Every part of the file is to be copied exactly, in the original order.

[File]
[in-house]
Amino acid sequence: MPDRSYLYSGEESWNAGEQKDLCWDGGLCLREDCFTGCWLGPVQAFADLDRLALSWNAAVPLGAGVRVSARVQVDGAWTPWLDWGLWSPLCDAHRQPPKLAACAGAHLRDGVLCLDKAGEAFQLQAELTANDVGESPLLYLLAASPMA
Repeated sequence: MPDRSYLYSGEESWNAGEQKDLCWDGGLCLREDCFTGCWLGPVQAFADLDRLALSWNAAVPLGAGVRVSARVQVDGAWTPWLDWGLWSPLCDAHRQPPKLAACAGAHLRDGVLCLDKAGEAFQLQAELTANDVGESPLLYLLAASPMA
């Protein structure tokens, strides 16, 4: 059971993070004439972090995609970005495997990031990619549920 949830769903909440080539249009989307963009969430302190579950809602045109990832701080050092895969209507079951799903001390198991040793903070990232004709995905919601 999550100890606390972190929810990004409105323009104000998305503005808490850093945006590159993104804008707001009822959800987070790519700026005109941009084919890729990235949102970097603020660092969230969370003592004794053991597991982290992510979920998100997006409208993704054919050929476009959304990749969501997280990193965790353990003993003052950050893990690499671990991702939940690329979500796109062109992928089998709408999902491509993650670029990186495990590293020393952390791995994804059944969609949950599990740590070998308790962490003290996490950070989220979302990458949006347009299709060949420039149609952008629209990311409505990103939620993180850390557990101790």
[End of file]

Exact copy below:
[in-house]
Amino acid sequence: MPDRSYLYSGEESWNAGEQKDLCWDGGLCLREDCFTGCWLGPVQAFADLDRLALSWNAAVPLGAGVRVSARVQVDGAWTPWLDWGLWSPLCDAHRQPPKLAACAGAHLRDGVLCLDKAGEAFQLQAELTANDVGESPLLYLLAASPMA
Repeated sequence: MPDRSYLYSGEESWNAGEQKDLCWDGGLCLREDCFTGCWLGPVQAFADLDRLALSWNAAVPLGAGVRVSARVQVDGAWTPWLDWGLWSPLCDAHRQPPKLAACAGAHLRDGVLCLDKAGEAFQLQAELTANDVGESPLLYLLAASPMA
């Protein structure tokens, strides 16, 4: 059971993070004439972090995609970005495997990031990619549920 949830769903909440080539249009989307963009969430302190579950809602045109990832701080050092895969209507079951799903001390198991040793903070990232004709995905919601 999550100890606390972190929810990004409105323009104000998305503005808490850093945006590159993104804008707001009822959800987070790519700026005109941009084919890729990235949102970097603020660092969230969370003592004794053991597991982290992510979920998100997006409208993704054919050929476009959304990749969501997280990193965790353990003993003052950050893990690499671990991702939940690329979500796109062109992928089998709408999902491509993650670029990186495990590293020393952390791995994804059944969609949950599990740590070998308790962490003290996490950070989220979302990458949006347009299709060949420039149609952008629209990311409505990103939620993180850390557990101790």